Whether you like college rankings or not, it’s hard to deny their influence on how institutions of higher education are perceived by students, parents, faculty, alumni, donors, and the media. Unfortunately the most prominent source for rankings overlooks a very important factor. That’s why I penned an op-ed for Inside Higher Ed making the case that U.S. News & World Report should include diversity as part of its ranking methodology. Please take a few minutes to read it.
Defining Tomorrow, the Strategic Plan of the College of Engineering, contains a vision statement that asserts that the College “… is globally recognized as the preferred institution … for all faculty who seek the best possible environment and opportunity for interdisciplinary and impactful research.” Also, a key objective outlined in the plan is to “sustain and enhance excellence in scholarship and research.” In so doing, the plan illuminates and reinforces the fact that identifying and recruiting world-class scholars to join our faculty is one of the most important functions of the dean’s office.
The future of Georgia Tech rests on assembling a distinguished faculty because it will be those individuals who help shape and define us in the decades to come. Recognizing our ability to establish and maintain world leadership in addressing some of the most challenging problems facing our society today requires us to seek opportunities to be impactful in both the educational and research arenas. These world-class scholars will help strengthen our efforts to attract and retain an excellent student body.
While there are a great many technological challenges facing society, our sights are set in the near term on defining the future in three key areas.
Energy: Few industries influence the quality and prosperity of human life as much as energy. Of the 14 Grand Challenges for Engineering espoused by the National Academy of Engineering, arguably six either directly or indirectly deal with energy-related issues. Energy research at Georgia Tech spans a continuum from generation to storage to conversion to transmission and distribution to efficiency. In partnership with the Strategic Energy Institute, the College of Engineering will seek to build upon existing strength and seek interdisciplinary contributors to address these important issues in the upcoming hiring cycle.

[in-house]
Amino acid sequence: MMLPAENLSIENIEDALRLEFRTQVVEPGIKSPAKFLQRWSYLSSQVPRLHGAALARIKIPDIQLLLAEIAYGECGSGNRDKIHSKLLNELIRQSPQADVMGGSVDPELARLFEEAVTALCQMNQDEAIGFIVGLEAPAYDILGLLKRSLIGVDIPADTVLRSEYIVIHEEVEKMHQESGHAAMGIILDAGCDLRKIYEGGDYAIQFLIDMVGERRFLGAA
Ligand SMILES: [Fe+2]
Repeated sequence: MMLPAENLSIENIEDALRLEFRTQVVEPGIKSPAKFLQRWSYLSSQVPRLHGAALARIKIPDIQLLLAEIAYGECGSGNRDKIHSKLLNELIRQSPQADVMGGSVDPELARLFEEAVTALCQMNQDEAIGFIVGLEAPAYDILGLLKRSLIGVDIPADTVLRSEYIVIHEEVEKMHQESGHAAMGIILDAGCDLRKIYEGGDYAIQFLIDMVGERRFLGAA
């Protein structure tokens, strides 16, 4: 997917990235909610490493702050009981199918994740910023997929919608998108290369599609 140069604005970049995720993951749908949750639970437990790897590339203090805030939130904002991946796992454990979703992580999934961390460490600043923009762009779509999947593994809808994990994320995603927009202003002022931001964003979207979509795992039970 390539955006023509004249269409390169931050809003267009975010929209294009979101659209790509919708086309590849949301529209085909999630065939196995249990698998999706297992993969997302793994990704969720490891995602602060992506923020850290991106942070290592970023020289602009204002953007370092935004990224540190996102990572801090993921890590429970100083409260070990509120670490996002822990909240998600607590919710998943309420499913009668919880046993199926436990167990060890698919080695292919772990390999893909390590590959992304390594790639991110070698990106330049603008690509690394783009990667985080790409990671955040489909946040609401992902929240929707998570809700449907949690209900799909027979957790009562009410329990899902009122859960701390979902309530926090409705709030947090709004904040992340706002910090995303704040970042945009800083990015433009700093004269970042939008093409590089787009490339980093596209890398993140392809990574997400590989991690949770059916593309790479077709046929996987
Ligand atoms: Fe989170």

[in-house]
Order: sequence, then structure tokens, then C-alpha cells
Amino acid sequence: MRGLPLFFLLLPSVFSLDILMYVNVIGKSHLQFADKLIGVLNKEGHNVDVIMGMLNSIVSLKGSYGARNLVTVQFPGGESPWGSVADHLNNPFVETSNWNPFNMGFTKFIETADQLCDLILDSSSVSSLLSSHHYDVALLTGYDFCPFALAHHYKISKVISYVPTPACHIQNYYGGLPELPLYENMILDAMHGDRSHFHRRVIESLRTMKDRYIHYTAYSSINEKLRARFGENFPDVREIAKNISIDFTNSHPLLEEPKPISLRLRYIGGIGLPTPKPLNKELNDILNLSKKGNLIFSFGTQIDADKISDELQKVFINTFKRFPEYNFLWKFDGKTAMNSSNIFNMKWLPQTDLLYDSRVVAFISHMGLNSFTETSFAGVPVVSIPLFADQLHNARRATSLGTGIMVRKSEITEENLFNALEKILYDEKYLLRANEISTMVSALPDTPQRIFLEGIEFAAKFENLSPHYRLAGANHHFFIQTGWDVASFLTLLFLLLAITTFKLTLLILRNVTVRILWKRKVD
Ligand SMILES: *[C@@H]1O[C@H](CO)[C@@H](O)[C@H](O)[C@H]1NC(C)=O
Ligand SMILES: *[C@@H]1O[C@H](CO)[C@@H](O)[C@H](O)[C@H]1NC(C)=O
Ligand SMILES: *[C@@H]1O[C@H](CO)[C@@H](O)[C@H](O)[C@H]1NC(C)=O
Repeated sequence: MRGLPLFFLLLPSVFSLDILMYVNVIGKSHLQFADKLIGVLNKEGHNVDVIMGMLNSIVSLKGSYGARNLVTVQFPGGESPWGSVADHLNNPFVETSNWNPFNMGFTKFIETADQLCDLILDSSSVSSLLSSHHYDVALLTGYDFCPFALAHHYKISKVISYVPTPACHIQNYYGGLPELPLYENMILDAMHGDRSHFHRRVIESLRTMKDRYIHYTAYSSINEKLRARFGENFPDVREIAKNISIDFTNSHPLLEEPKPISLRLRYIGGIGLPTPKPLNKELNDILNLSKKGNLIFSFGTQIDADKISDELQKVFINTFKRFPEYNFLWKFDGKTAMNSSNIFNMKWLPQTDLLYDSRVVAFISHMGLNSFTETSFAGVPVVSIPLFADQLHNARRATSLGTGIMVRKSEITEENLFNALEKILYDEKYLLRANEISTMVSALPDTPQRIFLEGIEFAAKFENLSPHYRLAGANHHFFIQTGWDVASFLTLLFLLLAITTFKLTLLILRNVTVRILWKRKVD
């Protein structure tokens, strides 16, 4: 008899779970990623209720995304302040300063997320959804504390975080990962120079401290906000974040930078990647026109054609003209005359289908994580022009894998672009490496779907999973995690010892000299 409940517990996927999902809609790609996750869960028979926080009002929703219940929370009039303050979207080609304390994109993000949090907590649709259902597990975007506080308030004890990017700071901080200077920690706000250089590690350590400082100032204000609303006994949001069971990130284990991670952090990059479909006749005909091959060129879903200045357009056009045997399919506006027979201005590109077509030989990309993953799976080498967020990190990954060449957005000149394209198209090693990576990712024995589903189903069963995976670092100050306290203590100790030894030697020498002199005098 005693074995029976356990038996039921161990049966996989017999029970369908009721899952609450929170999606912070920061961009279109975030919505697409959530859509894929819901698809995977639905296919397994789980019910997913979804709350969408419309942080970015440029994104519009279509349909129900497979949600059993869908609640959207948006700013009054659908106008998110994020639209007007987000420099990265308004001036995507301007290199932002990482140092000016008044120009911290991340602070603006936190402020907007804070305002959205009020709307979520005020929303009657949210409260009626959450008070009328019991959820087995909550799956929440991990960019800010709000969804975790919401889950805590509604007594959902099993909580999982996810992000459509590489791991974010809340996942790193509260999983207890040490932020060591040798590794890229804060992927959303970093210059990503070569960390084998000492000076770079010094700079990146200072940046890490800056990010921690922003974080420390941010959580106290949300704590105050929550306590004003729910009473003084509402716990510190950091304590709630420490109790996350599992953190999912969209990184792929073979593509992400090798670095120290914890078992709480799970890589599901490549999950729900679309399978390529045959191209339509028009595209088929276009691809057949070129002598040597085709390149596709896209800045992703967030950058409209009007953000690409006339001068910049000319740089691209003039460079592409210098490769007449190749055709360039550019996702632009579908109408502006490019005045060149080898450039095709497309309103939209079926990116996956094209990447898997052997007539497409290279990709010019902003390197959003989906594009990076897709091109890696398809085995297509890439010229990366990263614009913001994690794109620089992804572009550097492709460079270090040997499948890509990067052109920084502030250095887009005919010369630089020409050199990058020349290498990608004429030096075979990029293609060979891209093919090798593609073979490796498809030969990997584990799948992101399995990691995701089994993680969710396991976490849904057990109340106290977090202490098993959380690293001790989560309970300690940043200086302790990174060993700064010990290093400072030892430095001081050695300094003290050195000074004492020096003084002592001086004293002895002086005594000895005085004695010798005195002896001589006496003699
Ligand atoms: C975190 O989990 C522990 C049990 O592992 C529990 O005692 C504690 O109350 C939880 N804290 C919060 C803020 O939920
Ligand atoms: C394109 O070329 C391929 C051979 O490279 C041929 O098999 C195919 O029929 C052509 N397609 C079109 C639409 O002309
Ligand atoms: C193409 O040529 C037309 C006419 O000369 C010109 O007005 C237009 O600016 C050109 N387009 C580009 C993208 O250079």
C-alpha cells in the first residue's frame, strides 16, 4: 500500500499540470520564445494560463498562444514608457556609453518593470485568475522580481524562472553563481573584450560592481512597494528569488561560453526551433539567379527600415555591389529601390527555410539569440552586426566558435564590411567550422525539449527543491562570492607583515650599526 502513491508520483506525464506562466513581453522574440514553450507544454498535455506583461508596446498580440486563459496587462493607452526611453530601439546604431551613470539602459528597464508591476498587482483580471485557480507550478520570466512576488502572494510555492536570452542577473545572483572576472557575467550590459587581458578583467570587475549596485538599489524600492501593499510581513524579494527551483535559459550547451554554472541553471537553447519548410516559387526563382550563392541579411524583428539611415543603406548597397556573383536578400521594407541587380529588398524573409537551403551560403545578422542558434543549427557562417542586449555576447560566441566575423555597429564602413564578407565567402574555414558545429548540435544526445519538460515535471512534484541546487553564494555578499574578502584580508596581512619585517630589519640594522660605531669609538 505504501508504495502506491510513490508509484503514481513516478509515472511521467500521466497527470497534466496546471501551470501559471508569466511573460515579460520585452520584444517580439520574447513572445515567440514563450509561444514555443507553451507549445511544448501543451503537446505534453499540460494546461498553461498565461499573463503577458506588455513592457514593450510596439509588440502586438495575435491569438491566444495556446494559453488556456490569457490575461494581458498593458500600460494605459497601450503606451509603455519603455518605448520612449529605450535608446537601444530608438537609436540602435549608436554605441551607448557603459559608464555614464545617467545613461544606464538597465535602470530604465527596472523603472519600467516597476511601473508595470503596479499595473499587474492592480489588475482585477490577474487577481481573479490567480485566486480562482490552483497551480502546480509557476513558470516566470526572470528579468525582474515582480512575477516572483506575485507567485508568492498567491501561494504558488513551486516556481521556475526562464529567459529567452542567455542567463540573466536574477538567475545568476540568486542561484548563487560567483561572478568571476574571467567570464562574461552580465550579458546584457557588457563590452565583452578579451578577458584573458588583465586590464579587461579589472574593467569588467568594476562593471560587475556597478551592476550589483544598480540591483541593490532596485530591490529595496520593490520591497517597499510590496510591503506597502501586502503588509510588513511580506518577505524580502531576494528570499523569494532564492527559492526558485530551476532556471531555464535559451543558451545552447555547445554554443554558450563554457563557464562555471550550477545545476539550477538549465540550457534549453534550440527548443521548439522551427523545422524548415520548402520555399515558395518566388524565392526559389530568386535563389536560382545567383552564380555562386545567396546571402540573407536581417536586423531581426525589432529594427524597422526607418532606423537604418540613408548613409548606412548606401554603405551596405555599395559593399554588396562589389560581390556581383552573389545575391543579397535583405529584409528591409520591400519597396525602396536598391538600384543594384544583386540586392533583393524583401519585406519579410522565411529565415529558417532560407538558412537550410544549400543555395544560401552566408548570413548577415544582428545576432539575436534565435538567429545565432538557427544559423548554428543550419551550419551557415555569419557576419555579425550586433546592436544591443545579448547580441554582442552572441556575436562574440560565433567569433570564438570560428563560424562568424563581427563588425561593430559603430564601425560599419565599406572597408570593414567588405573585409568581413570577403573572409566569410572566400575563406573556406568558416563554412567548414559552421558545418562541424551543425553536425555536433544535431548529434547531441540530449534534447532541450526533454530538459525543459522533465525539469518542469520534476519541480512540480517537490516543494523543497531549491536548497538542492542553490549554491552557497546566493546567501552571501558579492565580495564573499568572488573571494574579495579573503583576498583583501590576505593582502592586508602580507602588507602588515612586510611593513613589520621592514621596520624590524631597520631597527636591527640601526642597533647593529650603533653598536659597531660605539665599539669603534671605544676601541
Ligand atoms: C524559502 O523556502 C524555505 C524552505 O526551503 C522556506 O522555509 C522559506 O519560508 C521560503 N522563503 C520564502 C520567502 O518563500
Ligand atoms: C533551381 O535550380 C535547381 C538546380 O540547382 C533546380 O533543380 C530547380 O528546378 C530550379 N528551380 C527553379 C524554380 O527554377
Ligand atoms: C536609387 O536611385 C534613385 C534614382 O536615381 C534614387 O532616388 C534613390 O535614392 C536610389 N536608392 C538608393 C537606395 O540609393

Autonomy: Autonomy is worldwide trend affecting nearly every sector of commerce, including manufacturing, transportation, and consumer goods, just to name a few. In collaboration with the Institute for Robotics and Intelligent Machines, the College of Engineering will seek to bolster its already impressive portfolio of expertise in various aspects of robotics, machine learning, and interaction with autonomous systems.
Data-enabled Design and Manufacturing: Data science (or “big data”) is an area of tremendous potential for which the ultimate applications and outcomes remain largely untapped. In our next hiring cycle, the College of Engineering will endeavor to identify individuals capable of using data science to advance such disparate areas as systems design, materials & manufacturing, the “Internet of Things,” and life sciences.
Here at Georgia Tech, we conduct research that addresses the challenges facing society and improves the quality of life. This requires hiring faculty members with expertise that spans disciplines, has a high probability of measurable impact, and enhances our national stature and visibility. If we are successful in our faculty search in the areas we have identified, I believe we will do exactly that. Wish us luck.
It’s been a long time coming, but the Supreme Court has awarded affirmative action a big victory. In late June, the court weighed in on Abigail Fisher’s lawsuit against the University of Texas, and its ruling allows college officials to continue considering race as a factor in admissions.
But what does that really mean? There’s a lot of celebration, to be sure, but a lot of hand-wringing as well, and the court’s decision is unlikely to appease Americans who question affirmative action’s role.
As dean of engineering at Georgia Tech, I don’t play a role in admissions, and my university does not consider race when admitting new students. But I know firsthand the benefits of working and learning in a diverse setting. Georgia Tech’s engineering college is one of the most diverse in the country, and we graduate more women and minority engineers than anywhere else.
That means I’ve known plenty of students from underrepresented minorities, who amaze me with their talents and interests. Even students who may be the first members of their families to go to college, or students who were told when they were younger that they somehow weren’t good enough, can and do thrive here.
I’m reminded of a former student of mine, Cleon Davis, who as a child was placed in a class for students with learning disabilities. The truth was, his teachers didn’t want to deal with an active black child, so his mother worked hard to have him placed in regular classes. Eventually, Cleon found his way to Georgia Tech, where I was his thesis advisor as he earned his Ph.D.
Students of color aren’t the only ones who benefit from diversity here. Learning alongside peers from different backgrounds can offer new perspectives to students who may not have had much exposure to different viewpoints growing up.
The Supreme Court’s ruling in the Fisher case doesn’t close the door on future challenges to affirmative action. But for the time being, it allows the policy to stand, and it invites us to consider the value of diversity in our daily lives.
It makes my university a better place, and I’m grateful to have known so many students who felt the same.